CHARLOTTE, N.C. -- U.S. District Court Judge Catherine Eagles last Tuesday granted a request for a preliminary injunction that temporarily blocks a provision in North Carolina's new abortion-restriction law that would require women seeking an abortion to view an ultrasound image of their womb within four hours of the procedure.
In her decision to suspend this one requirement, while upholding other provisions in the law pending resolution of the lawsuit by several plaintiffs, Judge Eagles said the ultrasound requirement likely violates patients' First Amendment rights. Come again?
Various "rights groups" argued that requiring women to see what they are about to abort amounts to using women's bodies as "virtual billboards," to promote an ideology mandated by government.
Judge Eagles wrote, "The First Amendment generally includes the right to refuse to engage in speech compelled by the government," adding that freedom of speech precludes limits on "both what to say and what not to say."
As Craig Jarvis of the Charlotte Observer reported, Katy Parker, legal director of the ACLU of North Carolina Legal Foundation, said the law "would have put medical providers on uncertain legal ground and harmed women." Harmed women? What about the aborted babies?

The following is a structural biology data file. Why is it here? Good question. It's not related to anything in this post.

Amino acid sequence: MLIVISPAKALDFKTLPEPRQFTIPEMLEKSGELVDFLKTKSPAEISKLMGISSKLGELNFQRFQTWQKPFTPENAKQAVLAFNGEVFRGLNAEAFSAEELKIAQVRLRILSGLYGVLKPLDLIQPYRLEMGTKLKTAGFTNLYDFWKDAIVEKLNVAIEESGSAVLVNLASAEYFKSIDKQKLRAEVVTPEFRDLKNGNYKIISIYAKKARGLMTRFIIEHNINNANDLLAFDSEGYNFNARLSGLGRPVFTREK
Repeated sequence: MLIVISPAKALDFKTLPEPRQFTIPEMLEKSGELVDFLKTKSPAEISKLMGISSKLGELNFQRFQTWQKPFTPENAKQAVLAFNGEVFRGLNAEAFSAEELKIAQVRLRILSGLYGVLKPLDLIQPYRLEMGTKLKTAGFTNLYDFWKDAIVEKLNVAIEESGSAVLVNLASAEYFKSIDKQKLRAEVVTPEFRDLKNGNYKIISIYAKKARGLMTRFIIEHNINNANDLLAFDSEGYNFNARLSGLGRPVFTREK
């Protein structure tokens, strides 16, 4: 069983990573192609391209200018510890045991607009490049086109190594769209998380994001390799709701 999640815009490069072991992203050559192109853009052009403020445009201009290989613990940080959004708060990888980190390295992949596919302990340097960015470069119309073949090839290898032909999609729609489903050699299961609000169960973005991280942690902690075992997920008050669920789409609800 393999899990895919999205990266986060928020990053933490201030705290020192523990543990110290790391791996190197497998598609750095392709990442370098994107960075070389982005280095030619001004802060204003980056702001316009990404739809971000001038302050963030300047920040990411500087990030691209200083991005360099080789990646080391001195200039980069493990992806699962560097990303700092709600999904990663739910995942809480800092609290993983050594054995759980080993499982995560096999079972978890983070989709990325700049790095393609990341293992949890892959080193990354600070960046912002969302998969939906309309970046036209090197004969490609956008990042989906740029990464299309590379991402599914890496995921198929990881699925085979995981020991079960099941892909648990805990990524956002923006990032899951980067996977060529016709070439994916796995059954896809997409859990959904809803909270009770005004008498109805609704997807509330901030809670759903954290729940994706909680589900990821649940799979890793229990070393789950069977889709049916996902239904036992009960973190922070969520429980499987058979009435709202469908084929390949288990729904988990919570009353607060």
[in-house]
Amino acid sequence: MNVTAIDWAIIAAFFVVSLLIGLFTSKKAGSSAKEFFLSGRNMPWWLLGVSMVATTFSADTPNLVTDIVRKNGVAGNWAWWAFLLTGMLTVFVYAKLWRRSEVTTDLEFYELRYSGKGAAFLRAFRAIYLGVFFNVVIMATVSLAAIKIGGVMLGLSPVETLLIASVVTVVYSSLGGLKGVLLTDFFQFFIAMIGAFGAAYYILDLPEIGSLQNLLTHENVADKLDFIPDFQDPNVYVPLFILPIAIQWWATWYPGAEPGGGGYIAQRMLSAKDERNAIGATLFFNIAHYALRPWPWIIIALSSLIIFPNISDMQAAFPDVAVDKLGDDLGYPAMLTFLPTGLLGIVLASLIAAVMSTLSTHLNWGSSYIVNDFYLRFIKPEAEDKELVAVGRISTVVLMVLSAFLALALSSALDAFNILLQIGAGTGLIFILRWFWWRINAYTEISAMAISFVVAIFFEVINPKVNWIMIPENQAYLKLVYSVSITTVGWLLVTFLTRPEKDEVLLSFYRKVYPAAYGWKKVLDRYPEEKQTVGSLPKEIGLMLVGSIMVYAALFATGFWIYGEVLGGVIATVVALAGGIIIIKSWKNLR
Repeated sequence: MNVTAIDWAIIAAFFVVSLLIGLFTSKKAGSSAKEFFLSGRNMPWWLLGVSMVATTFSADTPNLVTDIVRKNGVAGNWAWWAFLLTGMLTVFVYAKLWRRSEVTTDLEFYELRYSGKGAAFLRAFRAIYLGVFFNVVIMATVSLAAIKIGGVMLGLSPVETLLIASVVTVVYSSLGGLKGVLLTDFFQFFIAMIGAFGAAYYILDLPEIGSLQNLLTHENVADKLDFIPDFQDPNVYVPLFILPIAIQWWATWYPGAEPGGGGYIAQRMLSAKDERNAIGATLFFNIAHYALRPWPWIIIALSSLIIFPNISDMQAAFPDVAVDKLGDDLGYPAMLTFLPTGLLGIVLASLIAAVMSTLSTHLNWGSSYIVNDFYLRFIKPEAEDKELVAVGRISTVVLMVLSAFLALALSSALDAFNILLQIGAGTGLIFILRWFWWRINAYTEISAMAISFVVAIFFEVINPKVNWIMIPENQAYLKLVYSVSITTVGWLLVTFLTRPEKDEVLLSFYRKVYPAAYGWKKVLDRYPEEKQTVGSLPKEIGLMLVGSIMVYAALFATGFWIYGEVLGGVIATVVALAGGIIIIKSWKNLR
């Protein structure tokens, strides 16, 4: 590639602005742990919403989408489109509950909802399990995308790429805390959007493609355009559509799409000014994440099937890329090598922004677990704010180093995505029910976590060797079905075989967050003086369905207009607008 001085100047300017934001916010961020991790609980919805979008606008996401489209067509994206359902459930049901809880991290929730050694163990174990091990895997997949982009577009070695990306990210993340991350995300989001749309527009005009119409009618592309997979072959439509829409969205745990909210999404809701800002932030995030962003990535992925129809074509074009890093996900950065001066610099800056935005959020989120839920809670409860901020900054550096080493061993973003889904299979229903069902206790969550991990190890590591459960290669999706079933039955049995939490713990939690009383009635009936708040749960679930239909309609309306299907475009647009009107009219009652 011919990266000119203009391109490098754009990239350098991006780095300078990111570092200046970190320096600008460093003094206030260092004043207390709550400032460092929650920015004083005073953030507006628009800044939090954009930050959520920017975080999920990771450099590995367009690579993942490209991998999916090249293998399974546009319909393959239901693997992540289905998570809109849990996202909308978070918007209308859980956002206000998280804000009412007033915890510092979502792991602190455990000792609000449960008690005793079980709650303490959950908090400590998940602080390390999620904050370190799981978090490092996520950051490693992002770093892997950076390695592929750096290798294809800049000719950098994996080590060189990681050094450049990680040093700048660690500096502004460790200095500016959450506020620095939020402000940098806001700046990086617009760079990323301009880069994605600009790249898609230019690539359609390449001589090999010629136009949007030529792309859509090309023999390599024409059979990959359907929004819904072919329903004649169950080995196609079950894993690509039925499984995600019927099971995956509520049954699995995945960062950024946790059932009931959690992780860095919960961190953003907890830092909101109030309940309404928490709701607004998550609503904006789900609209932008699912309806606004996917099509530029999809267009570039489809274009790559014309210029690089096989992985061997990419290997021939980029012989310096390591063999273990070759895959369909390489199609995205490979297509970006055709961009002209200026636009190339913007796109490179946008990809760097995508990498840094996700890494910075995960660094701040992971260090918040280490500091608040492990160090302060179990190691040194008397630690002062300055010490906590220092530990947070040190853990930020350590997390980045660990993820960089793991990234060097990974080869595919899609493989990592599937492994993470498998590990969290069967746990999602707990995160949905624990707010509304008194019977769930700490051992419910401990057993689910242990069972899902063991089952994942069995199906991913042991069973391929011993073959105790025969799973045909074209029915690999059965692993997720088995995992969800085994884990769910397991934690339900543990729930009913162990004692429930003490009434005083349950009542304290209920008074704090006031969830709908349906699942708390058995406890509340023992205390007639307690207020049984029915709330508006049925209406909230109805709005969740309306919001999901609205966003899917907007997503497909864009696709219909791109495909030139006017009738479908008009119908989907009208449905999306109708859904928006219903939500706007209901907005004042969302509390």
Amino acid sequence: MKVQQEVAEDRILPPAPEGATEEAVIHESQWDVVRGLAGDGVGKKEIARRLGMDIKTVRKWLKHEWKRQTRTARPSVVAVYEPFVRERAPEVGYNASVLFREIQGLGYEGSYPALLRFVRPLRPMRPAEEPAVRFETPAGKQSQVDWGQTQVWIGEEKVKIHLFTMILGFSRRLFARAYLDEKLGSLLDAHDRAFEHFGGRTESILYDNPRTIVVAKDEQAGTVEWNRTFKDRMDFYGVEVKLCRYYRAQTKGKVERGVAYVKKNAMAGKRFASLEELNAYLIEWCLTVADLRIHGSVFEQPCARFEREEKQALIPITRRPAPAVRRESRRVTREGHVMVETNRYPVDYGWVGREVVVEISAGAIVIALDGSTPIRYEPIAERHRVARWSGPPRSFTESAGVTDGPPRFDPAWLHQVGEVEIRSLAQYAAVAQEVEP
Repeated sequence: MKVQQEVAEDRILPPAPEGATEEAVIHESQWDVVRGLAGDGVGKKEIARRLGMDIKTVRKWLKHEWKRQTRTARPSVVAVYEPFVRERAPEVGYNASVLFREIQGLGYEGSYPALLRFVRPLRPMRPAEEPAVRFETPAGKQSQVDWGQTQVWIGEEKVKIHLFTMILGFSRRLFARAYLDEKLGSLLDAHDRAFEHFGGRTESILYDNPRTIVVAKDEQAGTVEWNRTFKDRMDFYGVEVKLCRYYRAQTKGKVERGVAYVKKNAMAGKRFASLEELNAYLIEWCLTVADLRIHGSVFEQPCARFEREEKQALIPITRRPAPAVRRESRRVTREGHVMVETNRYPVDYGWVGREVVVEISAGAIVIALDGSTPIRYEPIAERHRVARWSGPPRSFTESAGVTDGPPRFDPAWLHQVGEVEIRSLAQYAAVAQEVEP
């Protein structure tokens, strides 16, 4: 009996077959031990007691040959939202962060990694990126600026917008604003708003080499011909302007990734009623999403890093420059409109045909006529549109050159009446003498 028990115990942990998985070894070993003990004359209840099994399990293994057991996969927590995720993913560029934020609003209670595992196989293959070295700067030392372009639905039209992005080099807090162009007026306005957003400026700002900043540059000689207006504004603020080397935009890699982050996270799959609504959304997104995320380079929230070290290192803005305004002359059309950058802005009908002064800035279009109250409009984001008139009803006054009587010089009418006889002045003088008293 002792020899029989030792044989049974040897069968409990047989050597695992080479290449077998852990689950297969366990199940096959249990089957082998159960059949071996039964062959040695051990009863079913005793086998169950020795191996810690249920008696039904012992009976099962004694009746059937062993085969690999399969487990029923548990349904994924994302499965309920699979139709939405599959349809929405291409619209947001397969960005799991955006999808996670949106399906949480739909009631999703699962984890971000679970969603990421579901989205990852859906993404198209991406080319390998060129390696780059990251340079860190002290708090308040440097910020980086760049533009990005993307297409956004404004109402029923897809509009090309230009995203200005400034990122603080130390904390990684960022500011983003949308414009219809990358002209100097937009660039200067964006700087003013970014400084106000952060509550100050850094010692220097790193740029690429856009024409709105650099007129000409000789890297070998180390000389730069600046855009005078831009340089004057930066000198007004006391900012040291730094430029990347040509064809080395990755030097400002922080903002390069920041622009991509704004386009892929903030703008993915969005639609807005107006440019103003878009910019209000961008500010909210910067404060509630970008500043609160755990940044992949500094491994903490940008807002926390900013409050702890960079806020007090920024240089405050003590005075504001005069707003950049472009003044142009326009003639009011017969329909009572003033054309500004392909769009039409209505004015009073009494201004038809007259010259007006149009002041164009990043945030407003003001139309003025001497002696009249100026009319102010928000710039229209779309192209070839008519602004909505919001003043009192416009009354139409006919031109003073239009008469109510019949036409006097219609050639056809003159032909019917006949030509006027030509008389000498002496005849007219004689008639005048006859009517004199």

Let's apply this twisted reasoning to commercial airline travel. FAA regulations require that passengers receive an oral and video demonstration of the plane's safety features. Though safety information is clearly written on laminated cards slipped into the pockets of every airline seat, passengers are also shown what to do in the event of an emergency.
Are the First Amendment rights of passengers violated because the government requires them to listen to these instructions? Apparently not; the safety announcement is a "federal regulation," and as such, passengers must hear it each time they fly. Some of these emergency instructions might be unsettling for passengers to hear -- like how to put on your oxygen mask should the plane lose cabin pressure or how to access your floatation device if the plane is headed for a crash landing in water -- but again, no one is suggesting their First Amendment "right" not to hear such speech is being violated.
Another federal regulation requires a person seeking sterilization to receive several specific pieces of information in order to have informed consent. In addition to the patient certifying receipt of the information, the physician must also certify in writing that the procedure and its consequences have been thoroughly explained.